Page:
Tuesday, April 30, 2013

Evansville Farmers Market - 2013!

Evansville Farmers Market

Welcome to the Evansville Farmers Market 2013!!!
"Is it Spring yet?" asks Lola, Shetland Sheep Ewe
from R&B Acres, Oregon, Wis.

Hi All!!

Renée Frank, Co-Manager of the Evansville Farmers Market 2013, here with a preview of what you might find at the Evansville Farmers Market 2013.  We have many special events planned for our markets and look forward to seeing your bright smiling faces every Saturday morning, May 4 - October 26, 2013, from 9 am to 1 pm.

Mid-April in Wisconsin
and still snow on the ground!
Unfortunately, this spring has not been nearly as nice as 2012, thus our produce vendors are struggling to have ripe produce at the market for you.  We hope the asparagus and rhubarb and maybe, baby spinach will be large enough to harvest and be available opening weekend.  If not, there will still be eggs, frozen, locally raised chicken, honey, arts and crafts for the taking.

Empty field waiting for warmth.

Opening weekend, we are hosting a Cinco de Mayo Celebration and have invited area Spanish students and their families to join us to share a bit of their heritage with the community.  If you know of someone who was or is connected with agriculture in the Latino community, PLEASE have them contact us so that we can set aside a space for them to share their knowledge and expand our minds a little!

Creekside Place Community Center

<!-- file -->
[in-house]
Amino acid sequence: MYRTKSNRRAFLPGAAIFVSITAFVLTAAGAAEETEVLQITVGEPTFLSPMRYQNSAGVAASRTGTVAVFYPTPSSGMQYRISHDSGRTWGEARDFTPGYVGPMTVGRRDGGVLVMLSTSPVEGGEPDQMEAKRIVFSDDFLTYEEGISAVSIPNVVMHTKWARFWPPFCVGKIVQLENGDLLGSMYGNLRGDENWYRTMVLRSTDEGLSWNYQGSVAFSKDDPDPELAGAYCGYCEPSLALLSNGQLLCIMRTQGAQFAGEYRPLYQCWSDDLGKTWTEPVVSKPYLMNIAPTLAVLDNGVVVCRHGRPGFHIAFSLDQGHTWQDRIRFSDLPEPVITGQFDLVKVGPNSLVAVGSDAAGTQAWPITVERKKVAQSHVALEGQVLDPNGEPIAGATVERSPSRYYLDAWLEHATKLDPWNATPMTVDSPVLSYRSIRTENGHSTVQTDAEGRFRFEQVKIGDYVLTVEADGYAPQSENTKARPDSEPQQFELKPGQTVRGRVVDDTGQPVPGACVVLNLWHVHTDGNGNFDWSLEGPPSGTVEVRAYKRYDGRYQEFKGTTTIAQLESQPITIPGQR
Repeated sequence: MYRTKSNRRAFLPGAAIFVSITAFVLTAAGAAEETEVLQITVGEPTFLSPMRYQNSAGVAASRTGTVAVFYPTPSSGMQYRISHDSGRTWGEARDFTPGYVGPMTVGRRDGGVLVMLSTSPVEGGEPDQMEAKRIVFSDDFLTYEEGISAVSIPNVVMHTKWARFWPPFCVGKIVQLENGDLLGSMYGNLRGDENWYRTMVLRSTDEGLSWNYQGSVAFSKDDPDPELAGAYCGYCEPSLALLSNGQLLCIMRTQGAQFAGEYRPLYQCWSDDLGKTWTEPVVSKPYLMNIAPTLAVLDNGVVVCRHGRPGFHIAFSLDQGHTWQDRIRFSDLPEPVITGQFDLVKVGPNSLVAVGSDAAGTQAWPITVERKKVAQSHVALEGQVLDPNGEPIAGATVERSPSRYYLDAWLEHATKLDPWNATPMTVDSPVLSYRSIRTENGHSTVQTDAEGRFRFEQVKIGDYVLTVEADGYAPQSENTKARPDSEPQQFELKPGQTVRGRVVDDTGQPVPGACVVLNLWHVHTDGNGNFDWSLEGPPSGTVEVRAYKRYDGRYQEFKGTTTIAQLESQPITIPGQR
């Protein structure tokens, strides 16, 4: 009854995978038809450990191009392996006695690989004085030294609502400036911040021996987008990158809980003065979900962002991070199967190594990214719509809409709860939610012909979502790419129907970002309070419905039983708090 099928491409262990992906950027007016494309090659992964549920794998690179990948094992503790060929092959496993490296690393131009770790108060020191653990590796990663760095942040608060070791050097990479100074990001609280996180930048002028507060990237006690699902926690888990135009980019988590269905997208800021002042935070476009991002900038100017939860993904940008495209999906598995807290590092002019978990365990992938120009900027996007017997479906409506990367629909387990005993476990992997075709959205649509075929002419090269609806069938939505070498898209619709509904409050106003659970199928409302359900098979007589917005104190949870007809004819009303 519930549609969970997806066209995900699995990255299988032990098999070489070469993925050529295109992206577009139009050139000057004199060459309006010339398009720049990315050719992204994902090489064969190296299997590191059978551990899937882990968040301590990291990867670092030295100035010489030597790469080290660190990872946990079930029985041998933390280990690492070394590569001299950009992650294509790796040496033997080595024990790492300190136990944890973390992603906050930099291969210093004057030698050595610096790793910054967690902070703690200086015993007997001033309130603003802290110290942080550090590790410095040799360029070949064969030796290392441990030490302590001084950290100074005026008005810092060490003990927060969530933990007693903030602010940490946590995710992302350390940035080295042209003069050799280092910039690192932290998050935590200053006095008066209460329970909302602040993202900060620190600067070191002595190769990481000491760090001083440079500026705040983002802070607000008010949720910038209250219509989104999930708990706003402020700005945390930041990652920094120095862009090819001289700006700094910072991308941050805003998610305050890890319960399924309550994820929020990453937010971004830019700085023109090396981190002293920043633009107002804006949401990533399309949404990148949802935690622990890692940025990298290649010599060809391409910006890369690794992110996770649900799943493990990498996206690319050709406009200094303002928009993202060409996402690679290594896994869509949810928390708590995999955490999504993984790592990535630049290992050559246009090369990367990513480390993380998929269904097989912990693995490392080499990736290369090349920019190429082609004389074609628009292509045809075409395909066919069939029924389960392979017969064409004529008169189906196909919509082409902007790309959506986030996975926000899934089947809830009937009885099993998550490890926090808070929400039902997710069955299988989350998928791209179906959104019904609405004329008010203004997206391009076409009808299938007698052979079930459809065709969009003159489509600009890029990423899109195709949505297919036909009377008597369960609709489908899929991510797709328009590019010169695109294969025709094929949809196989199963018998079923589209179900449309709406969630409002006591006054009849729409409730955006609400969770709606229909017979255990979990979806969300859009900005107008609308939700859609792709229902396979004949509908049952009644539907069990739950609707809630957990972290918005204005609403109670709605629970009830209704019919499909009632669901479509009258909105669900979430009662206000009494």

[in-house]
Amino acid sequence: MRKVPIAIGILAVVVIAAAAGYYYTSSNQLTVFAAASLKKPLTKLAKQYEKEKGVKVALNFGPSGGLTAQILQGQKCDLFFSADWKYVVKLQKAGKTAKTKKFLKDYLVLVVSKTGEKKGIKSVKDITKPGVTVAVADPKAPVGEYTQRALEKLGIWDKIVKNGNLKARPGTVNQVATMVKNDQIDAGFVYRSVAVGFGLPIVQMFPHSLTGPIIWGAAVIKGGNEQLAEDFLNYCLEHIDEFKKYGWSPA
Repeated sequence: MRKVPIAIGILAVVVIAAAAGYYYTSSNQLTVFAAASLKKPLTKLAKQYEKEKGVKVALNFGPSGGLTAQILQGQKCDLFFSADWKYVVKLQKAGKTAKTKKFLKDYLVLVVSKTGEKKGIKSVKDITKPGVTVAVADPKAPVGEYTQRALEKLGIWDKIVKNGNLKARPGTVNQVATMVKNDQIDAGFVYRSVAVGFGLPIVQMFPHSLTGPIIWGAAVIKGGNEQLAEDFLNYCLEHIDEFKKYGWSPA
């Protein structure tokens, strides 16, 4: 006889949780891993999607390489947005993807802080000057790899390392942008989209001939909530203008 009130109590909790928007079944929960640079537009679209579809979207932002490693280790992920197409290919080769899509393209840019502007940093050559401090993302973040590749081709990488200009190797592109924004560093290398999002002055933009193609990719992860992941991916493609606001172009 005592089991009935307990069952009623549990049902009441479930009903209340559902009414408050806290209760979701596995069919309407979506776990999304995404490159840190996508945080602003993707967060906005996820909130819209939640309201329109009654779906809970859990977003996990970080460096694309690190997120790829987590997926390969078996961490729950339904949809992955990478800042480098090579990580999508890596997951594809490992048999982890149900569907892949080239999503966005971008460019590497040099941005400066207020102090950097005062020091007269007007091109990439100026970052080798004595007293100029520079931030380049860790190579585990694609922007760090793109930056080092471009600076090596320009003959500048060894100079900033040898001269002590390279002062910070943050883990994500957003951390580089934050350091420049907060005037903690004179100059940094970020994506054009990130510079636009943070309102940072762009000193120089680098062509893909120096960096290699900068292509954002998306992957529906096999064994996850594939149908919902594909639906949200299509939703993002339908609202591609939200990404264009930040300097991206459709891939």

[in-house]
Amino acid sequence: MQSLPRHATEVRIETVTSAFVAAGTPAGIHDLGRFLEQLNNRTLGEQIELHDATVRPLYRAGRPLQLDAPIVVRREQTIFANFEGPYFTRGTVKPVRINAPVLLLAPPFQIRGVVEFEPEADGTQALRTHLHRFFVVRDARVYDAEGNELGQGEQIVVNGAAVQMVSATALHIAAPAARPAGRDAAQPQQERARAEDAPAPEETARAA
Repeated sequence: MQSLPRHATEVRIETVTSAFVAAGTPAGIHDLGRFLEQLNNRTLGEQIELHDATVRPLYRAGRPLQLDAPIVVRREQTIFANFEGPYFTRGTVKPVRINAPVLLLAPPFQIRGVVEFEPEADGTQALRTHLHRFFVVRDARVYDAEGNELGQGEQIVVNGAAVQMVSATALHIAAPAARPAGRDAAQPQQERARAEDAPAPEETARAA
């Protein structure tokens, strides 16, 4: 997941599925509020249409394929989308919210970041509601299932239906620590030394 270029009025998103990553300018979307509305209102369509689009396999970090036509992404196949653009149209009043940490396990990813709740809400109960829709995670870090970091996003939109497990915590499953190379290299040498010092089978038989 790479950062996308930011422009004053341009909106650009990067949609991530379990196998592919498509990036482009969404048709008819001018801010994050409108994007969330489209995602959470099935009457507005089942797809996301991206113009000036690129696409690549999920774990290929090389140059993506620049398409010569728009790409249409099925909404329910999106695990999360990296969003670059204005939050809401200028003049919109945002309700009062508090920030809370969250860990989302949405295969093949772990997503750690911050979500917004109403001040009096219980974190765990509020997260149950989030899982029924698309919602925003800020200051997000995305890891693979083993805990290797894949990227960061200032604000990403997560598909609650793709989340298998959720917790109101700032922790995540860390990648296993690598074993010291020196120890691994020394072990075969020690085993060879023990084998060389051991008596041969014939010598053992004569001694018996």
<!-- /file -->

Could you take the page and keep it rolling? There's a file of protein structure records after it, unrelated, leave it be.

We are located on Church Street, directly adjacent to Creekside Place Community Center, 102 Maple Street, Evansville, Wisconsin.  The entire street is closed to traffic and devoted to the market and our special events.  Our ongoing quest to make this market relevant to the Evansville community means attracting vendors, of all sizes, shapes and colors, as well as provide ongoing education and outreach opportunities for various non-profit organizations in the area.

In our efforts to build community connections, we have teamed up with the Rock Hour Community Time Bank for many of our volunteer needs.  These range from helping with the Kid's Arts and Craft's table, putting up street signs, posting fliers, changing the table tents in area businesses, special event coordinators and more.  If you have a bit of time you would like to devote to the EFM, please sign up here.  Make sure you let your boss know too, as many business will give you credit for community volunteer work!
If I can't have Spring outside,
I will have it inside with variegated cat grass!

If you are interested in becoming a vendor at the EFM 2013, please go to www.evansvillefarmersmarket.com/ to find our vendor application as well as our rules and regulations.